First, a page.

• Attending to our needs by pausing and taking a few deep breaths. Also reminding ourselves it’s okay to be angry and hurt, and releasing the tension by rolling our shoulders or massaging them with our hands.


We may notice that by acknowledging and validating our emotions, they feel less overwhelming and uncontrollable. It can then enable us to calmly communicate a clear and firm boundary that other person can understand (you can refer to this post on how to do it). It can look like saying “It’s not okay to use that label with me going forward in this conversation as it is hurtful and offensive”, or “I am feeling angry and hurt by the use of that label, I need some space right now to process this”. Boundaries are important for healthy relationships and can foster respect, empathy and understanding between two people.

 

We recognise however it can be really hard to regulate our emotions when we don’t recognise the emotions we’re experiencing, when we’ve been through traumatic experiences, and/or live with complex mental health issues (for myself, I’ve needed anti-anxiety medication in order to regulate emotions around fear in the past!). It is a skill that takes a lot of practice and it is okay if you are struggling with these experiences Heart

 

 

 

Empathy

Empathy is about stepping into the shoes of another person with the intention to better understand and feel what they are experiencing. It is expressed in our choice to be fully present with someone and listen beyond their words for their feelings and unmet needs. Empathy can lead to new solutions, more trust in relationships, better strategies for social change, and reduction in loneliness and conflict. It shows to the other people that you “get” what they’re going through!

 

Being empathetic, however, does not mean we are agreeing or have to agree with the person we are speaking to. It only involves an effort to understand other another’s perspective.

Key empathy skills can include:

  • Asking empathetic questions.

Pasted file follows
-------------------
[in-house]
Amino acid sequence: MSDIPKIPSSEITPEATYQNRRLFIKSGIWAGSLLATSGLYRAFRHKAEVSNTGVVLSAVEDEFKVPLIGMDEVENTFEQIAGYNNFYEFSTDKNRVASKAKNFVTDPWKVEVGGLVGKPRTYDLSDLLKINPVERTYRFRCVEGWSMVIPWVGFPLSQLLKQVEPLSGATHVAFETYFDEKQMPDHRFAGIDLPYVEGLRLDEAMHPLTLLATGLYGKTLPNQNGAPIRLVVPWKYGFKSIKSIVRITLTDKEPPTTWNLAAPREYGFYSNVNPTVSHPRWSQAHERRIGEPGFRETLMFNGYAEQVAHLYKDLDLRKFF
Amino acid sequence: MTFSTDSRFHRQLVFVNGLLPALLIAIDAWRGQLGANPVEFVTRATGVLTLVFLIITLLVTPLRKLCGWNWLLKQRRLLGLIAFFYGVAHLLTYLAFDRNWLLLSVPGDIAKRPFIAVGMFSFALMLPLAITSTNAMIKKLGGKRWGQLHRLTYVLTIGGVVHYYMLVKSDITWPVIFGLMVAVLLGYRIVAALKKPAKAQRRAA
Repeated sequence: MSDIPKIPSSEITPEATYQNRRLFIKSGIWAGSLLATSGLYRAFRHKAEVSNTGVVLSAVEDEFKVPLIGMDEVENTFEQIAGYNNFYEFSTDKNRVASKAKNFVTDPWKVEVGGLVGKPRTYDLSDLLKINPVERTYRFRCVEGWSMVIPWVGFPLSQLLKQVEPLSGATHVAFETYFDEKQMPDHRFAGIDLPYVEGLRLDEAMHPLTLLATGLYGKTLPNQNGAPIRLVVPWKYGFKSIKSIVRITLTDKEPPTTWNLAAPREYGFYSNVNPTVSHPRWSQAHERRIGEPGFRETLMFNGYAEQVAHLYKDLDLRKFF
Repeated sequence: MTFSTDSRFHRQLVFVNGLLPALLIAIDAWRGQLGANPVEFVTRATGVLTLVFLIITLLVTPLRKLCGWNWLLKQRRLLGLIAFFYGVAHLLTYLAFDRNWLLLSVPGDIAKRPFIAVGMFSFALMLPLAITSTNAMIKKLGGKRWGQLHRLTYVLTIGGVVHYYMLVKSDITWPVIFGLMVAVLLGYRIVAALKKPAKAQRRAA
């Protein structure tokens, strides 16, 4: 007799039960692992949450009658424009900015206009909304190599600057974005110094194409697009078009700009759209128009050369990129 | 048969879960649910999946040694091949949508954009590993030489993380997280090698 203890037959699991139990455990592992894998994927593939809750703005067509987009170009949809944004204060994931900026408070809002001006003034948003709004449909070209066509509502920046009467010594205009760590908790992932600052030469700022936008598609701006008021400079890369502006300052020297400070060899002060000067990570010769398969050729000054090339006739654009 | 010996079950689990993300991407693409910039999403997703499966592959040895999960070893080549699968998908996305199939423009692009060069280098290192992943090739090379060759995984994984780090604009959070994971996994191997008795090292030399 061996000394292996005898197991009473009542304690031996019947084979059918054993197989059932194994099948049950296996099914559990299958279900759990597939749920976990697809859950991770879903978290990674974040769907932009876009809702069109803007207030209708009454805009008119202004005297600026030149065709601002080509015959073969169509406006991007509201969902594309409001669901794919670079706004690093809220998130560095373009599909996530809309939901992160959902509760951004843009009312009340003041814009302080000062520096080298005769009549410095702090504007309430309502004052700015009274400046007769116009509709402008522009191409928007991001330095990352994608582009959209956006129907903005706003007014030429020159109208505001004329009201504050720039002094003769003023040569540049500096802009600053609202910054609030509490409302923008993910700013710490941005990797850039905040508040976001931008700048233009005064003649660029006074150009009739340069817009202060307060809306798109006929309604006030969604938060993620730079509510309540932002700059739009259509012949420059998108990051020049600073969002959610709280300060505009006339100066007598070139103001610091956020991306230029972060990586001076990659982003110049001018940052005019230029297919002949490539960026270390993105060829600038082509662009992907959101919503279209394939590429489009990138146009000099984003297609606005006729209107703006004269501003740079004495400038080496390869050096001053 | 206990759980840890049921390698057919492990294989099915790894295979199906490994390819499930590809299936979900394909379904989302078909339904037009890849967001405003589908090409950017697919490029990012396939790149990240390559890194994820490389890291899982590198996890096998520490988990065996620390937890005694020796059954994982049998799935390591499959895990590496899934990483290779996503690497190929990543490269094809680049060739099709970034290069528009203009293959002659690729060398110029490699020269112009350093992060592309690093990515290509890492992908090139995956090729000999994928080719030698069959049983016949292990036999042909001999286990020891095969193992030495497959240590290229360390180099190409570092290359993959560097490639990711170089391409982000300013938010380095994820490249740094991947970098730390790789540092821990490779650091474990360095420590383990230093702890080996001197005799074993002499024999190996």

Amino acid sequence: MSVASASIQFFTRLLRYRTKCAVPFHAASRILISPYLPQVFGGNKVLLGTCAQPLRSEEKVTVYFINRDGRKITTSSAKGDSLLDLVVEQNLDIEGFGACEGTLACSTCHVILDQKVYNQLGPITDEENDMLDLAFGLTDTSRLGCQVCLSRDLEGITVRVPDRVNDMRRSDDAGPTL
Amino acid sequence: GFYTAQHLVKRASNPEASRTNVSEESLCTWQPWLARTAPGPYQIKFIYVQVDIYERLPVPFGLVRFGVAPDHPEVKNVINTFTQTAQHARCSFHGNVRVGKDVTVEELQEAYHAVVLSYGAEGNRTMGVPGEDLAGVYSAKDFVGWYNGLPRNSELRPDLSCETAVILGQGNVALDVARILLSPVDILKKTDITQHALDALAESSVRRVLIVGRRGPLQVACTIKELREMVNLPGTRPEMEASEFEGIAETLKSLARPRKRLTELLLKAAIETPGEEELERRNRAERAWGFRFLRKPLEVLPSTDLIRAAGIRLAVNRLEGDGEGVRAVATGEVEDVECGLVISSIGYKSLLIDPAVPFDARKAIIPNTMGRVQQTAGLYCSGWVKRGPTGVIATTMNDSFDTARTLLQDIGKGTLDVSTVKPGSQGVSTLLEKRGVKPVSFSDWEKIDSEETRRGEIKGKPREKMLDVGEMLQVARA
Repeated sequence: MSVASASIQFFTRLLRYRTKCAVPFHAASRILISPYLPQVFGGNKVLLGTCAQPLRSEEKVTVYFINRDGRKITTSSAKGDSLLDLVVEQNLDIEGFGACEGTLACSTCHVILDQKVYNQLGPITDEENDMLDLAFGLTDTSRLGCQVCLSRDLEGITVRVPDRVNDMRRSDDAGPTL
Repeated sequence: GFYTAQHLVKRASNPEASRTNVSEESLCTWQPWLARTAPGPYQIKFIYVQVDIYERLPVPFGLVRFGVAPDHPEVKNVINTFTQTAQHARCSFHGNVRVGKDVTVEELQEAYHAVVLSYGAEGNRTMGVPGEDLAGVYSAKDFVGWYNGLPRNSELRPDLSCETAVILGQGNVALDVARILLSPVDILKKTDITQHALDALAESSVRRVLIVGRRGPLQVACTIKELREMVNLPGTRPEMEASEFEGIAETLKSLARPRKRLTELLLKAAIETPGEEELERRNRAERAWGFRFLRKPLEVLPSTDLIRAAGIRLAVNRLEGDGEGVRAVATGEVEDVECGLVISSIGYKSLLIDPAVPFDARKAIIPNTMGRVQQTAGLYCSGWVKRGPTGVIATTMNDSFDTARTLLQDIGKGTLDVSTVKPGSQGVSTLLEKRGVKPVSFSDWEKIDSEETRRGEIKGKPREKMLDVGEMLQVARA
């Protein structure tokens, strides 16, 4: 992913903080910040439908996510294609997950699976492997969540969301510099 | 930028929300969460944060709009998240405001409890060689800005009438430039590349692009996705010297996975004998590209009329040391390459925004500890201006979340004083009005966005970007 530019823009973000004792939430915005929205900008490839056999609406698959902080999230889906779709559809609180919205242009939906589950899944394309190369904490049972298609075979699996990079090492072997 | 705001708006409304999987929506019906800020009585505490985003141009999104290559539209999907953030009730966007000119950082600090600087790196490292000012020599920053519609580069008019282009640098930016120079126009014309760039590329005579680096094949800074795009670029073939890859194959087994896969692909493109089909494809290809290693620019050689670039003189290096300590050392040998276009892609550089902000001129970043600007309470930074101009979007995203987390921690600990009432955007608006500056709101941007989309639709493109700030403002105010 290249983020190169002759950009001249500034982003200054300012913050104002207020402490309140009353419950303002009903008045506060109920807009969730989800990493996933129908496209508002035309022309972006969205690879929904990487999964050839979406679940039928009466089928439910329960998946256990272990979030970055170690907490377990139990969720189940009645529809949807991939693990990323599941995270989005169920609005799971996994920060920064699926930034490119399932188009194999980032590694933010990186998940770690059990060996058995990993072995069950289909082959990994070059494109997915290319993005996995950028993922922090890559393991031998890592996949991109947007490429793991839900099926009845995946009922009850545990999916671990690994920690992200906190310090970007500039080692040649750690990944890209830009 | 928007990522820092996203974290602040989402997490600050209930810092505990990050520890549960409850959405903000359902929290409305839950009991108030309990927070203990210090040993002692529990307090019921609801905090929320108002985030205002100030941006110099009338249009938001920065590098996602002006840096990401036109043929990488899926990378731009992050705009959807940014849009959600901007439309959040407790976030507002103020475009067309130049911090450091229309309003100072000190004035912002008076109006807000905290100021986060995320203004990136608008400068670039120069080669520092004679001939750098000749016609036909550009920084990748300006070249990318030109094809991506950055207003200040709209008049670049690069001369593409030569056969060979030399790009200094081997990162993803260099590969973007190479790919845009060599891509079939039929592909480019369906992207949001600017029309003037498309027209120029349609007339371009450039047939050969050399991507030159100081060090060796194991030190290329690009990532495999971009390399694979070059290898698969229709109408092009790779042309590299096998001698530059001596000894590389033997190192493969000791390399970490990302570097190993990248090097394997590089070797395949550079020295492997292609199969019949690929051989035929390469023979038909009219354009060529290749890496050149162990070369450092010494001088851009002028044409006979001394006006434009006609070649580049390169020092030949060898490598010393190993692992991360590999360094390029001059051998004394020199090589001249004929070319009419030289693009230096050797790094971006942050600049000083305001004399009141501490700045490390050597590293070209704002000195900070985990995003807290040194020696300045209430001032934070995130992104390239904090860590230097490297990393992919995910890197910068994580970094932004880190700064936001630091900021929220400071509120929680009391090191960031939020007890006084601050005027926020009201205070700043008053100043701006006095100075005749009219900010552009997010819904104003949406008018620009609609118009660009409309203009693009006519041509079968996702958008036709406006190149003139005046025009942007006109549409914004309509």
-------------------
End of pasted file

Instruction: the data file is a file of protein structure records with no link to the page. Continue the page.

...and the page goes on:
Not all questions can lead to connection. A key feature of an empathetic question is it invites the other person to be introspective and vulnerable. Here are some to keep in mind:
    “What was experience like for you?/How has that experience impacted you?”
    “How did that make you feel?”
    “Have you felt like this before?”
    “What does that mean for you?”
    “What is your relationship with them/that like?”
    “What are your next steps?/What are you going to do next?”
    “How can I support you through this?”

 

  • Acknowledging and validating pain/emotions.
    When we connect with someone’s pain or emotions, it helps them feel supported. It shows we understand (or are trying to understand) how they might be feeling. People in pain and distress want to be heard, and they want validation that what they are going through is difficult and their feelings are okay. As mentioned though, acknowledging and validating emotions and pain does not mean you agree with the person or the reason they are experiencing those emotions, only that you see and accept their experiences.
    This can look like:
    “That sounds awful”,
    “I’m sorry to hear you are going through this, your anger is completely understandable”,
    “That must have been really hard, it’s okay to be disappointed”,
    “I can see why this has been really challenging and scary for you”,
    “I hear how much that hurts, it’s understandable that you’re upset”,
    “I can see you are frustrated, I would be to”.

  • Active listening.
    This includes showing that you are listening (non-verbal cues), withholding judgement and advice and reflecting feelings (which is explained here).

 

Why is empathy so scarce and so difficult (Source)?  

  • It’s threatening. If we truly seek to understand another’s point of view, we might discover our closely held positions are limited or exposed, and we might even be challenged to change our thinking.
  • It’s emotional. Perhaps even more scary than an unwanted perspective is an unwanted feeling. As we put ourselves in that other person’s shoes, we might feel some of distress and discomfort the other person is feeling. When we experience strong emotions, often the last thing we want to do is seek to understand, and physiologically, our body goes into self-protection mode.
  • It’s humbling. If we are genuinely empathetic, not only is it possible that we are reminded that we don’t know everything, we might also learn that another person is not as ignorant, wrong or mean as we had made them out to be. They may even show us they show us more character than we ourselves hold.

 

For the community to reflect on:

  1. What is your experience with emotional regulation? Which emotions are harder for you to regulate?
  2. What questions have other's asked you which have let you to be more instrospective and vulnerable? Are those questions you could ask others?
  3. What are some emotional regulation and empathy skills that you know and practice?

 

Illustration of people sitting and standing

New here?

Chat with other people who 'Get it'

with health professionals in the background to make sure everything is safe and supportive.

Register

Have an account?
Login

For urgent assistance: